Following and learning about Shetland otters

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This is an extract from my dairy when I first moved to Shetland and set about learning about where the best sites were to follow Shetland otters and to understand the behaviour of Shetland otters.   I was interested to see the differences compared to the west coast of Scotland but first I need to explore the coast.

From the dairy:

Went back out this morning to look for Shetland otters, in particular a mother and cub I have been following.  On my way to the coast I passed another otter and her two cubs in the bay but still the wind is the wrong way to even think about trying to photograph this family. A long walk in and I finally arrive at a cobble bay and instantly hear otters calling. Thinking it’s the mother and her single cub I’m amazed when I crawl through the heather and peer along the coast to see two cubs and their mum. They kept coming out on this rocky point but it was a very difficult position to photograph them from. It always amazes me how all three otters seem to melt into the rocky coastline. They could disappear even though they were no more than 5-6m away due to the gullies and boulders along the shoreline.  Basically there their but you just can’t see them.  I did manage a couple of images but it was fascinating to watch the family. Interestingly they were mainly catching fish either butterfish or eelpout and I did not seem them catch a single crab, always a good sign.

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Before long they were moving along the coast again. However the next 150m of coast is very difficult to photograph otters, due to its height. The otters worked the shore line not really going any further than 10m out. The mum kept bringing cub’s large fish in between eating smaller fish herself.  The behaviour that I was observing pointed towards they were heading back to their holt, never spending much time in anyone place.

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I moved in front of the otters to a low part of the coast in anticipation and in the hope they might come out along this part of the coast, particularly if she caught a big fish for the cubs. Although I already knew they were heading home, moving quite fast and just occasionally fishing along the way, I lived in hope.  I was not disappointed when mum caught a fish (pollack) and brought it to one of the cubs who sat on the rocky shore eating it. Frustratingly a rock was in the way and I could only just see the cub’s head above the rock.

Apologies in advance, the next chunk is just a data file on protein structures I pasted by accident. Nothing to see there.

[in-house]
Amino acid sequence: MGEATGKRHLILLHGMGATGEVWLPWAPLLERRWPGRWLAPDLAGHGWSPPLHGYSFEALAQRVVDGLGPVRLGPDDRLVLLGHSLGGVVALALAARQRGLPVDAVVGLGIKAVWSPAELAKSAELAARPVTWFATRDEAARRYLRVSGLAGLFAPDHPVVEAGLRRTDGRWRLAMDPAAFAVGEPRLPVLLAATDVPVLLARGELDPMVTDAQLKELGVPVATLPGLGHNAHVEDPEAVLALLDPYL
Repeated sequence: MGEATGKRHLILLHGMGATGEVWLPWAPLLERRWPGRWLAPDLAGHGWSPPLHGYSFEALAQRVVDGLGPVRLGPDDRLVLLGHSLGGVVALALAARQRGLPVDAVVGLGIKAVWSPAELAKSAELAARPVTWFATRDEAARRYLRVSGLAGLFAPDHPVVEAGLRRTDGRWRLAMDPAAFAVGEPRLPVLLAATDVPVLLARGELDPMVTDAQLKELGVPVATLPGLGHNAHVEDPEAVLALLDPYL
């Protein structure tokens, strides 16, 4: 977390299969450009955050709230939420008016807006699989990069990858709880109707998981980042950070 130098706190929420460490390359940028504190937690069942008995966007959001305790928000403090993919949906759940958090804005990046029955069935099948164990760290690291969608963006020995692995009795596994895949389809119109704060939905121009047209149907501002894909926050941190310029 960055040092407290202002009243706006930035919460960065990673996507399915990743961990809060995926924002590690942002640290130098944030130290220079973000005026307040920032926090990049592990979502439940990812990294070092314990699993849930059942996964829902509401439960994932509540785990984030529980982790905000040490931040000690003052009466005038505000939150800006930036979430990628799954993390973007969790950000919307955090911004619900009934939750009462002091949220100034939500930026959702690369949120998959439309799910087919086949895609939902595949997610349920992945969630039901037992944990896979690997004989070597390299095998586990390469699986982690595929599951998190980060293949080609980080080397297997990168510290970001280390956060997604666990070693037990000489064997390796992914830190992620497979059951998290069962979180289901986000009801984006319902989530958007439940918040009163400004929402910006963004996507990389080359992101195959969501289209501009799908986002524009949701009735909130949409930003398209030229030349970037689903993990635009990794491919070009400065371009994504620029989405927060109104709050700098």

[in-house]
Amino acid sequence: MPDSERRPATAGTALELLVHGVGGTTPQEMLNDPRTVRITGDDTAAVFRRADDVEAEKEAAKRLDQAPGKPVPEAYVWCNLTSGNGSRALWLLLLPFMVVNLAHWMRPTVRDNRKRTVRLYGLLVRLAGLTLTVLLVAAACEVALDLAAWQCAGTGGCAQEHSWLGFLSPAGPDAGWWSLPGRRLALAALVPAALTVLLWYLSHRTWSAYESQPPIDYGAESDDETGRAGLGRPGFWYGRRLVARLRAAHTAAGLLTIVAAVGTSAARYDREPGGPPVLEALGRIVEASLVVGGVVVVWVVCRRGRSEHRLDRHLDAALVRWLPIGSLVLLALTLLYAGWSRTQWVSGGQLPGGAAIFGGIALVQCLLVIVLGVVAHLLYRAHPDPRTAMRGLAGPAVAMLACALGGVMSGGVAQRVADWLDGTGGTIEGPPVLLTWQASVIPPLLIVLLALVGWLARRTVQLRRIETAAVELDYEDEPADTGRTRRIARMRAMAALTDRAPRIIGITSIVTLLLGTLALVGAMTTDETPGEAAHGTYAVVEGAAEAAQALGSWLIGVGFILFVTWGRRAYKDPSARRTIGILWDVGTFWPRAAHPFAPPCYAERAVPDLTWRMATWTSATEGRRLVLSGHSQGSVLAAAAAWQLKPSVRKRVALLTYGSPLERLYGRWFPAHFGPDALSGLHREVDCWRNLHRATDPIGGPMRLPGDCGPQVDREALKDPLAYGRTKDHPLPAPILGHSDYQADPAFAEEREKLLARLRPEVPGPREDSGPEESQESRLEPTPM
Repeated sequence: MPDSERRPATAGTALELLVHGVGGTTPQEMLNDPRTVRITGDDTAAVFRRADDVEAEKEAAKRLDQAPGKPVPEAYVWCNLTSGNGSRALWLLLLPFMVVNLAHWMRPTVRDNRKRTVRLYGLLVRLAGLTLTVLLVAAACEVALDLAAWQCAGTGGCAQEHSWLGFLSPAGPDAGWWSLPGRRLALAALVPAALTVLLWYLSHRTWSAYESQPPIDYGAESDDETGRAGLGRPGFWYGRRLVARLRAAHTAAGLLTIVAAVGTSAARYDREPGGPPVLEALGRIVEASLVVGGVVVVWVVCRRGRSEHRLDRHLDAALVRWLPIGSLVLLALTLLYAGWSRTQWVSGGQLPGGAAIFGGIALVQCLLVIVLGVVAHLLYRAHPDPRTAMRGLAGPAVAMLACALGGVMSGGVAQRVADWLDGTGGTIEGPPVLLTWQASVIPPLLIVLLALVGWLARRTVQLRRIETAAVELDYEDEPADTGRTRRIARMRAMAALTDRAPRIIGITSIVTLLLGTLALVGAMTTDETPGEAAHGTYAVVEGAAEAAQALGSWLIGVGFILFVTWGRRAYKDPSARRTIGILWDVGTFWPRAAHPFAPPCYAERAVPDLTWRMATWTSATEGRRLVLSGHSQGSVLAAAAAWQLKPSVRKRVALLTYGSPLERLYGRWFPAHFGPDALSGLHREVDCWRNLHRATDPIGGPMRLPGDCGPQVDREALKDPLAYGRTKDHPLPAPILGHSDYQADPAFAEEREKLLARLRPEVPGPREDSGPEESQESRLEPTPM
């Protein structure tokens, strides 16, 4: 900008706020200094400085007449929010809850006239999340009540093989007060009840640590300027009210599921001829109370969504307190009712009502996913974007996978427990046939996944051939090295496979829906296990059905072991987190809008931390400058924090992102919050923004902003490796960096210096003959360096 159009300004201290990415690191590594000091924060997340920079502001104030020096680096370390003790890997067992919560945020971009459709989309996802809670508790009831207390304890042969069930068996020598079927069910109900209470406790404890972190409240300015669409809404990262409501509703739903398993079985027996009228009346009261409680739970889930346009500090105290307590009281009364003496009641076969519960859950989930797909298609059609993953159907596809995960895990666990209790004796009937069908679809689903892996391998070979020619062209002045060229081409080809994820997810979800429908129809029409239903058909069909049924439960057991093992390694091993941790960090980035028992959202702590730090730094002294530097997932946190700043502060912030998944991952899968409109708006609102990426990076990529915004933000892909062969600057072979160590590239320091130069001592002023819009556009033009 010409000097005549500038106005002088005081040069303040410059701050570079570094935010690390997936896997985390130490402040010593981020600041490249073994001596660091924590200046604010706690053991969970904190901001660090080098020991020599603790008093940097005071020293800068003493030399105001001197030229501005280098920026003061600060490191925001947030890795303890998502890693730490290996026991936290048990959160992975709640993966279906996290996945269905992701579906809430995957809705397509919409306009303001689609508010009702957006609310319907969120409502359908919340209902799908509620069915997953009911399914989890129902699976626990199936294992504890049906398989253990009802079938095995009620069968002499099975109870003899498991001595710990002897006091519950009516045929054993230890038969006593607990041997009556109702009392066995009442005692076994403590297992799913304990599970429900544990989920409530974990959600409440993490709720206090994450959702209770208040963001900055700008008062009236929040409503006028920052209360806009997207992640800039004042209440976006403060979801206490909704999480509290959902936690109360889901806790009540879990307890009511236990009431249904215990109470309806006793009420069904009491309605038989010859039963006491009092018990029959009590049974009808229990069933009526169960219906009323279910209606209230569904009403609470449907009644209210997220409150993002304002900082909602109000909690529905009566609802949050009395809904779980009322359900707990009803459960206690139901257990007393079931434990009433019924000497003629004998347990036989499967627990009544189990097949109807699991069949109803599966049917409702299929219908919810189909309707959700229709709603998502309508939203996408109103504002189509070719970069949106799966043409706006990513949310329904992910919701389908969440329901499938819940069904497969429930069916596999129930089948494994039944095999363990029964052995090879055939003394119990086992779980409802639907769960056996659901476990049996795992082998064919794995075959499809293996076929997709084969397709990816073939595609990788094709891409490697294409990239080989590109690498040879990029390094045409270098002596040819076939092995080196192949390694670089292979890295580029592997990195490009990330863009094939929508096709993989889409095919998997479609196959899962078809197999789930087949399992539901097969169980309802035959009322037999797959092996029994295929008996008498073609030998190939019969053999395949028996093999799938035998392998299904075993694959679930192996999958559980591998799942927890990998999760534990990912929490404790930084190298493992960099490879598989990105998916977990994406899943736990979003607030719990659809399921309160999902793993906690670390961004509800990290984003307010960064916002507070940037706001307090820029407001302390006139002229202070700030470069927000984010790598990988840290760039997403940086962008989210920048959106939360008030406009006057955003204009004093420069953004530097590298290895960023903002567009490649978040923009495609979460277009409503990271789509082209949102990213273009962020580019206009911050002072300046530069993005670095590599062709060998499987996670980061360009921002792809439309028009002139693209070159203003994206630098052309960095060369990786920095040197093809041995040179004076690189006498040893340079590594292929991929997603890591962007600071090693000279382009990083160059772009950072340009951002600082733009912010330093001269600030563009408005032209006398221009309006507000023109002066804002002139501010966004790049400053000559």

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I followed them round the point to where their holt was and one of the cubs was given a scorpion fish before disappearing into the holt. It was excellent to follow them for 2 hours but frustrating to have so little photographic opportunities. This coast is not a good coast for photographing otters but there is a high density of otters in a relatively small area.  Looking at the images over the last month as I expected this otter with two cubs is a different otter to the otter with one cub from the last week. Every day I learn more about this area and the otters that live here but it may be time to look at other coastlines that may be more productive for photography.

Richard Shucksmith

Richard's favourite place is Shetland's coast, for it has a wide variety of habitats, species and dramatic seascapes. He studied marine biology and marine ecology which has allowed Richard to develop an understanding of this dynamic environment. His photography has enabled him to visually communicate this passion and understanding of Shetland's wonderful coastal life in particular Shetland otters. Richard’s work has been widely published in magazines, journals, books, newspapers, advertising agencies around the world and has won many awards for his work. In 2011 Richard was overall winner in British Wildlife Photography Awards (BWPA), as well as winning the animal behaviour category in 2014.